Contrary to public perception, Cape metros have highest murder rates, while Gauteng metros clock below the national average
You are more likely to be murdered in Cape Town, Nelson Mandela Bay, eThekwini or Buffalo City metros than in Johannesburg, according to a new report from the South African Cities Network (SACN).
The SACN, a network of cities that encourages knowledge exchange and best practice on urban development and city management, released its third annual State of Urban Safety in South Africa report which explains socioeconomic conditions leading to crime in eight metros, and the Msunduzi municipality in Pietermaritzburg.
“What is surprising and striking is that Gauteng metros are usually associated with danger.
On the murder score, these metros have never been above the national average. Tshwane, in particular, is significantly below the national average of 36 murders per 100 000 population,” said researcher Siphelele Ngobese.
The report was developed using data from the police’s annual crime statistics and other sources, including Stats SA.
Ngobese said the SAPS data was overlaid with other data sets looking at social and economic dynamics.
Crime, she said, was high in cities because they are associated with opportunities.
“Globally, cities account for about 80% of the growth value added to their respective economies. That is no different in South Africa,” she said.
“There are high levels of inequality and this is what we think is possibly one, among many, driver of higher levels of crime and violence, along with deprivation, family disruption and poverty.”
Ngobese said SACN’s member cities have shifted their understanding of safety from policing to being more safety conscious.
“We do make a distinction between security and safety. You can do a lot to secure yourself. You can get burglar bars and cameras, but that doesn’t necessarily mean that you are safe,” she said.
“It is not just about policing. How a space, like a public park, is designed has a lot to do whether it is safe or not, whether a criminal feels it is a conducive environment.”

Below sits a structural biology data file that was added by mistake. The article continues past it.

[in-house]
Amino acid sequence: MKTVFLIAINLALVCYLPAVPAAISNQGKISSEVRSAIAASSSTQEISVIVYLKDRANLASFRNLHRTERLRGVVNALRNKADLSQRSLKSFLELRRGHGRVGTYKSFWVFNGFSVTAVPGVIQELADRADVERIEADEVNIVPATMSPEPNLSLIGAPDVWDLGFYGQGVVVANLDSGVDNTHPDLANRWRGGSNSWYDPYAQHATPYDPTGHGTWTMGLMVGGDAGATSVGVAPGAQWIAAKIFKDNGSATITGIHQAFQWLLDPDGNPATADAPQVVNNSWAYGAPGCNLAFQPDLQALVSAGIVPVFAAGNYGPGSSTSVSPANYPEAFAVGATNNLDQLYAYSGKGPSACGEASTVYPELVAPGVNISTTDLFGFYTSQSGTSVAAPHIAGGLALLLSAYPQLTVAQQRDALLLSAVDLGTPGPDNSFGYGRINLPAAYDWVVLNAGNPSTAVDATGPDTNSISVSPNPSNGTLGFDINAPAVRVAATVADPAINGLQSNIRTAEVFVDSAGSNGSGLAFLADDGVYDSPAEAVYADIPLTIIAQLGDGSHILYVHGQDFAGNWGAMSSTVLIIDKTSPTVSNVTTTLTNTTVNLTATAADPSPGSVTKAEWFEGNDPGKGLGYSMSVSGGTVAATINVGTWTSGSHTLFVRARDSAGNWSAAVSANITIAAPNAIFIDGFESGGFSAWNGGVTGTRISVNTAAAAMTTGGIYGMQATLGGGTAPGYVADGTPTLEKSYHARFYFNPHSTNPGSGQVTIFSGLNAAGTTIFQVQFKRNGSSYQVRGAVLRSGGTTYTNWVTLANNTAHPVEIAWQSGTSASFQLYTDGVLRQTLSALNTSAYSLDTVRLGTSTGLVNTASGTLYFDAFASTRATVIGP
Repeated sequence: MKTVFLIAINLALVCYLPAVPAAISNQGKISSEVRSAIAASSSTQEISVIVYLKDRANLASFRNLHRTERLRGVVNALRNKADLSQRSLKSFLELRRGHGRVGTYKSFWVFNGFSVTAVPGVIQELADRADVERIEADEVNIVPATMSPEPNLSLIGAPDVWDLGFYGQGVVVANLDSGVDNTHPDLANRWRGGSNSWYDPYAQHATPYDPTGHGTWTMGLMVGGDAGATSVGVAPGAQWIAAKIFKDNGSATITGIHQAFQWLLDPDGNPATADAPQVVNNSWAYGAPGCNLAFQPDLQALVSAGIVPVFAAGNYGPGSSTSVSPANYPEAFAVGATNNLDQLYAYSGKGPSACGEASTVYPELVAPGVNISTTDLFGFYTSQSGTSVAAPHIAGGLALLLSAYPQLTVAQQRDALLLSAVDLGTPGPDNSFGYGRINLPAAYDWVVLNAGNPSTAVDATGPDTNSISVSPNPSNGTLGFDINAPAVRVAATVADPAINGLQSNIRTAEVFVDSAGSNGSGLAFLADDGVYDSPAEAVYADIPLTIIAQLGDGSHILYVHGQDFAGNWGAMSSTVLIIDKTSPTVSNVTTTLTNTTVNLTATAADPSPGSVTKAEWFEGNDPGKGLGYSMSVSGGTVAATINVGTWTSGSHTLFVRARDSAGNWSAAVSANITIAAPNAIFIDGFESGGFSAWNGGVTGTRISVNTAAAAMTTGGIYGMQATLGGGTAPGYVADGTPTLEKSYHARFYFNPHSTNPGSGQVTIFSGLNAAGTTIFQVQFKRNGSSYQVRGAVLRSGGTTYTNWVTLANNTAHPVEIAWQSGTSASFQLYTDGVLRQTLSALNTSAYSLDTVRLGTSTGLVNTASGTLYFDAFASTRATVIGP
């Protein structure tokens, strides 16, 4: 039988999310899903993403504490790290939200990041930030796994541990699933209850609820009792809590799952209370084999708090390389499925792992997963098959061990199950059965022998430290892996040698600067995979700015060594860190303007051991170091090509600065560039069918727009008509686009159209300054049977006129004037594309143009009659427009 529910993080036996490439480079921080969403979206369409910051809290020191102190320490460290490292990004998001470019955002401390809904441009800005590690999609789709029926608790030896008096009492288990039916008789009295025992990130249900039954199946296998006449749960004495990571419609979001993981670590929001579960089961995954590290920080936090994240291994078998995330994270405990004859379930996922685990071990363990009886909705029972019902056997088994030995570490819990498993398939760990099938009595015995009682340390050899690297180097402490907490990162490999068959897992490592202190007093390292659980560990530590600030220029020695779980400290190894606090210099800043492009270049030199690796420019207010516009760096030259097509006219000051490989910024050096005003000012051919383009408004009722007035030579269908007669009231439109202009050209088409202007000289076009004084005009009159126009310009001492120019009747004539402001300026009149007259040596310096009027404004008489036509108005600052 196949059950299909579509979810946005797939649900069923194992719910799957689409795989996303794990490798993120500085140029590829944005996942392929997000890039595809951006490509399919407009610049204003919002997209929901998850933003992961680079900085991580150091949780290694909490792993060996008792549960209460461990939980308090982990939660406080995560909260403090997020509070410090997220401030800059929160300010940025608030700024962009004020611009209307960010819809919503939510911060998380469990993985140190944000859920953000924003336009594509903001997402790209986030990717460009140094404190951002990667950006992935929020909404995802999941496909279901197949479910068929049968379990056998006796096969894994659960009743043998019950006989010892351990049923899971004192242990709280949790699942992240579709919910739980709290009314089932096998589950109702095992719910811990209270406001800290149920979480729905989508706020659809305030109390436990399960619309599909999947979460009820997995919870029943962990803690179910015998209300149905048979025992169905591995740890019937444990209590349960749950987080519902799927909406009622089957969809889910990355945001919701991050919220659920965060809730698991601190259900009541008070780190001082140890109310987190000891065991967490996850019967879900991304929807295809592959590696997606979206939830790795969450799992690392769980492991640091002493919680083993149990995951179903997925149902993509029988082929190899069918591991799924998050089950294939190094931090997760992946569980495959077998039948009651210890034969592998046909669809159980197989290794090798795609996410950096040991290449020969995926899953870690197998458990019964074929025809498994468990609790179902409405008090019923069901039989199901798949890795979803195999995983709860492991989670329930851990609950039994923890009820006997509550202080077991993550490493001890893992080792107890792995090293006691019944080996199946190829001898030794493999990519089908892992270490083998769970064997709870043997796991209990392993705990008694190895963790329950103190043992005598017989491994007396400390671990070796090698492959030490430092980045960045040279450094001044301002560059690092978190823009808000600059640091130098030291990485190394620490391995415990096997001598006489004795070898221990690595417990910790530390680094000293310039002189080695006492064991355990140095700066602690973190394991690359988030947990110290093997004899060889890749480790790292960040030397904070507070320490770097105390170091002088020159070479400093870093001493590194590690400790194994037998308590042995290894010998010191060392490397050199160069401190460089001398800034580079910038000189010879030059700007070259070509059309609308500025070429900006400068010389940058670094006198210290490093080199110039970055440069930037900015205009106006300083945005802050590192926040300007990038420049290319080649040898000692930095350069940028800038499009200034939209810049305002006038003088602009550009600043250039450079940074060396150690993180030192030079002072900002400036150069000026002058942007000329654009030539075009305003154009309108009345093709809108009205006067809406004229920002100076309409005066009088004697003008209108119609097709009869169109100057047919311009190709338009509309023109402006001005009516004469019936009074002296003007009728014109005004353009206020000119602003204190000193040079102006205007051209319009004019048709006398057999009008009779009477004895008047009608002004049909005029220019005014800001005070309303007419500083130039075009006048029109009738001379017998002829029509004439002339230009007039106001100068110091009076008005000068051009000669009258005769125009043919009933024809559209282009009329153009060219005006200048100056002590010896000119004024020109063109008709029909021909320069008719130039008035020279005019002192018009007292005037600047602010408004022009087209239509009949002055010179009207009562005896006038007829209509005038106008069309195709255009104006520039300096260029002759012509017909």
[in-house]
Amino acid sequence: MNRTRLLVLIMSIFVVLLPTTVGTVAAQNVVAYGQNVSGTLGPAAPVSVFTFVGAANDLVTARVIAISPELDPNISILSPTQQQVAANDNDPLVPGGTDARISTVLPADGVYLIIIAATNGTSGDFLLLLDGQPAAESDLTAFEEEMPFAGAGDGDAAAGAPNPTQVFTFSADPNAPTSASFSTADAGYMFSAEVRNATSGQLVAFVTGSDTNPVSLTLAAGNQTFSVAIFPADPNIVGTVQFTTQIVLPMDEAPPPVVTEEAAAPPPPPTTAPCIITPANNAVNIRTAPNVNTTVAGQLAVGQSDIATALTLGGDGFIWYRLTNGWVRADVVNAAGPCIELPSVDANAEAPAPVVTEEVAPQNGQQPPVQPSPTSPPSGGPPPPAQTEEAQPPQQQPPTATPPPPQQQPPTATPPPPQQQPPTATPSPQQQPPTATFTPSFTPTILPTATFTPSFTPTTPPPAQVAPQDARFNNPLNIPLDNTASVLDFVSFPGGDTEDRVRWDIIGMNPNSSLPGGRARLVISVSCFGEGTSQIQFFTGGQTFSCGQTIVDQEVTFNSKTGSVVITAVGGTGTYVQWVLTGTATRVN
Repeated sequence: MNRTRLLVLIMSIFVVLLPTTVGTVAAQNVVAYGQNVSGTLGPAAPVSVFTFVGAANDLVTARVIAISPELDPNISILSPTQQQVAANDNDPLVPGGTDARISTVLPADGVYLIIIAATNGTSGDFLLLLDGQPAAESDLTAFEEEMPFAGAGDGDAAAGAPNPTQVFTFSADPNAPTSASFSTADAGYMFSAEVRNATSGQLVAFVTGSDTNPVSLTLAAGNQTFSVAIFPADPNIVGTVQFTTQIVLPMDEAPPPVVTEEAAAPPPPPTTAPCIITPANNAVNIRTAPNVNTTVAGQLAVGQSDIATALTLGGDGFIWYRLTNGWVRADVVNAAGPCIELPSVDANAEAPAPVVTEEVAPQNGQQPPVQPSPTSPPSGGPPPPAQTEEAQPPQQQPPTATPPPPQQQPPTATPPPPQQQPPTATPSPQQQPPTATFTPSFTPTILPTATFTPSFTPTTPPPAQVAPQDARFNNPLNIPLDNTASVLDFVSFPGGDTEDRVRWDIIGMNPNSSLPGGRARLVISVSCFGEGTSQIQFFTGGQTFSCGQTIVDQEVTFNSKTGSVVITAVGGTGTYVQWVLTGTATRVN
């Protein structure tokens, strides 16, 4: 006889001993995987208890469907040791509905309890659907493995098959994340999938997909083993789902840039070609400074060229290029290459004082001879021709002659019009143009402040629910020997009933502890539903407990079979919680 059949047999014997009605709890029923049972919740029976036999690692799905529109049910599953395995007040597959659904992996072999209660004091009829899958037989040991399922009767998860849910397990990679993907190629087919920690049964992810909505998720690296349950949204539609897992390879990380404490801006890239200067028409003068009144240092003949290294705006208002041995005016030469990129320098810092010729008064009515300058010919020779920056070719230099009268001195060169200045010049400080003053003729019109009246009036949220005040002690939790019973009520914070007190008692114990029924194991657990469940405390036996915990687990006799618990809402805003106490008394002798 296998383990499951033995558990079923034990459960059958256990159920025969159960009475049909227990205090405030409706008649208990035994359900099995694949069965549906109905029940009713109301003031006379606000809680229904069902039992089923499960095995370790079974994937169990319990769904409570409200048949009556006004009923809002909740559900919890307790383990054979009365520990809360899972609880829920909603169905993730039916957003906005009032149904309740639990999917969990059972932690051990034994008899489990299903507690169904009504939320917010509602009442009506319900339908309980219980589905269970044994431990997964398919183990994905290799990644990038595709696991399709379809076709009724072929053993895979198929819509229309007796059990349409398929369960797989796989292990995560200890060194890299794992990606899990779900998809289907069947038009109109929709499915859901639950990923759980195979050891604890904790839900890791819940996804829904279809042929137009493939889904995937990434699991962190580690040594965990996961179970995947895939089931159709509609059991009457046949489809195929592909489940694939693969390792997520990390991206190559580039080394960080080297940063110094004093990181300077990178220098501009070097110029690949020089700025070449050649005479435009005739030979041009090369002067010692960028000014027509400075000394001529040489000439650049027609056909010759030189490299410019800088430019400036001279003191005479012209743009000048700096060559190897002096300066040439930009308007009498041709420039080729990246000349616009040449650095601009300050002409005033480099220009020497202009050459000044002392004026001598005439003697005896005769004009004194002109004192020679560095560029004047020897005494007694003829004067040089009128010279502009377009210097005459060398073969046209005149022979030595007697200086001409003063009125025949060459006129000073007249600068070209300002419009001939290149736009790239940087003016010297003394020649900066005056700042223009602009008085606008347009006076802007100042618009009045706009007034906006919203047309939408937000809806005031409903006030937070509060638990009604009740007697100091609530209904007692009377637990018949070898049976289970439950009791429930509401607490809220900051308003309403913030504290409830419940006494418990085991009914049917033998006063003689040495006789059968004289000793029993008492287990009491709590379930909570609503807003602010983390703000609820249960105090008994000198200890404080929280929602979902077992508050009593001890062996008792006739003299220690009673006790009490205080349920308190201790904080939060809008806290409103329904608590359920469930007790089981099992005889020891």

She said urban planners, economic and community development practitioners, and communities all had a role to play, and that the group members have been able, to some extent, to filter their thinking into their own cities.
Ngobese said this year’s report mostly saw the continuation of past trends, except for slight declines in some crimes.
However, our murder rates, she said, remain higher than most parts of the world, and the bulk of robberies continues to take place in the cities.
“Although we’ve halved our murder rate since 1994, when it was around 69 per 100 000, it’s still significantly high. South Africa still has a murder rate by some arguments of a country that is at war: 35 to 36 per 100 000 is still shockingly high,” she said.
“We had an all-time low in 2011 of 30-31 per 100 000, but since 2011 there has been a steady climb. We need to study why there is a slow upsurge in murder rates, because murder is a good indicator to analyse and understand other forms of crime.”
Deputy Cooperative Governance and Traditional Affairs Minister Andries Nel said the report would provide evidence-based information for government.
Urban safety was important because it goes to the core of the constitutional rights of citizens.
“There is no way we will succeed in combating crime and creating urban spaces that are safe and secure without a governmental and societal approach,” he said.